Anyway, one type of glial cell, the myelinating glia, is wrapped around every axon – the thin tendrils that extend from each neuron to deliver information across the brain. The myelinating glia serve as a type of insulation, so to speak. The more of it you have, the faster the electrical impulses can travel through your axons. So when you say that someone is “slow”, it could be that they just don’t have that much myelinating glia around their axons, and information does literally travel more slowly through their brain.

Basically, having more glia makes you smarter. In examining Einstein’s brain, a Berkeley neuroscientist found that although he had the same amount of neurons as regular men, he had much more glia. However, there is always too much of a good thing. Scientists (most of the info I am referring to is in The Other Brain, by R. Douglas Fields) have found that children with Autism often have a lot of myelinating glia.

I equate this to an over-insulation. Essentially, their axons are so well covered, that they process much more than other people, and get overwhelmed by the sheer amount of data they see. Someone with less myelinating glia can tune out this or that, mostly because their brain can’t process all of this information at once. For a person with Autism, they take it all in, and they can’t shut it out. It’s as if your car is set on driving 100 miles an hour, no matter what. It quickly becomes overwhelming to perform the simplest of tasks.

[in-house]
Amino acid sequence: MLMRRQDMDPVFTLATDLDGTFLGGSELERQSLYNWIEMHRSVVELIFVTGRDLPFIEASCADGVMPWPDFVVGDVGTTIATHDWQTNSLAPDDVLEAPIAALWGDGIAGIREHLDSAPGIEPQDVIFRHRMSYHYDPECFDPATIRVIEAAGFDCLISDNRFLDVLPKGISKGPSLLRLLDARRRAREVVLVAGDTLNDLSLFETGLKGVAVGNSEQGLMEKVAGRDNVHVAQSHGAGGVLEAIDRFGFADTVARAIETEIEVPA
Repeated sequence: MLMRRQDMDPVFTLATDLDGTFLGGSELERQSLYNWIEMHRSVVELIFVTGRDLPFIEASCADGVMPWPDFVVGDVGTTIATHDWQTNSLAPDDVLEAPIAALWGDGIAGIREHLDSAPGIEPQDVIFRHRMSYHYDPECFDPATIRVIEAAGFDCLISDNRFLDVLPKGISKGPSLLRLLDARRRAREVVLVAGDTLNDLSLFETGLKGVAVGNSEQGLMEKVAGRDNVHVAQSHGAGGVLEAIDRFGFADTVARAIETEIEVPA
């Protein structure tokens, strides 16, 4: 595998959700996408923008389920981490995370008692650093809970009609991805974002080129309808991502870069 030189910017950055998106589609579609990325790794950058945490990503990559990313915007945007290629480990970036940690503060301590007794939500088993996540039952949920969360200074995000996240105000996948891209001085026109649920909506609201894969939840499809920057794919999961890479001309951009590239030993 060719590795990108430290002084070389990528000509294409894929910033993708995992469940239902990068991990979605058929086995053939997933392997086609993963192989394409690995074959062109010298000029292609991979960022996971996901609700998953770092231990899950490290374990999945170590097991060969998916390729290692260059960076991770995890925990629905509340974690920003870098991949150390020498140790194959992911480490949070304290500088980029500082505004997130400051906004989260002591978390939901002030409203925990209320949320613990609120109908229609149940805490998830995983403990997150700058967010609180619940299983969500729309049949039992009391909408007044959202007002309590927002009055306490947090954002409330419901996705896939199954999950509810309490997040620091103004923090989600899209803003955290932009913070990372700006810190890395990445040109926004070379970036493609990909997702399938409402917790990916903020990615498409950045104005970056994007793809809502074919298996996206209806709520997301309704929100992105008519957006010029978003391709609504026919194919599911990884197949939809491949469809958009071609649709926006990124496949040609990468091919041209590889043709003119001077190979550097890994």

Now, I’m going to make a hypothesis, so bear with me while I speculate. If there is a genetic predisposition to Autism in a child, and that child’s mother takes antidepressants during the first trimester, perhaps something in those SSRIs triggers the developing brain to produce more myelinating glia. I say that a genetic predisposition has to exist, because the brain is a tightly controlled citadel. So there has to be a way in for things to go wrong. Just as alcohol can destroy neurons, perhaps taking away the ability to absorb serotonin into the fetal brain lets loose some other over-compensation.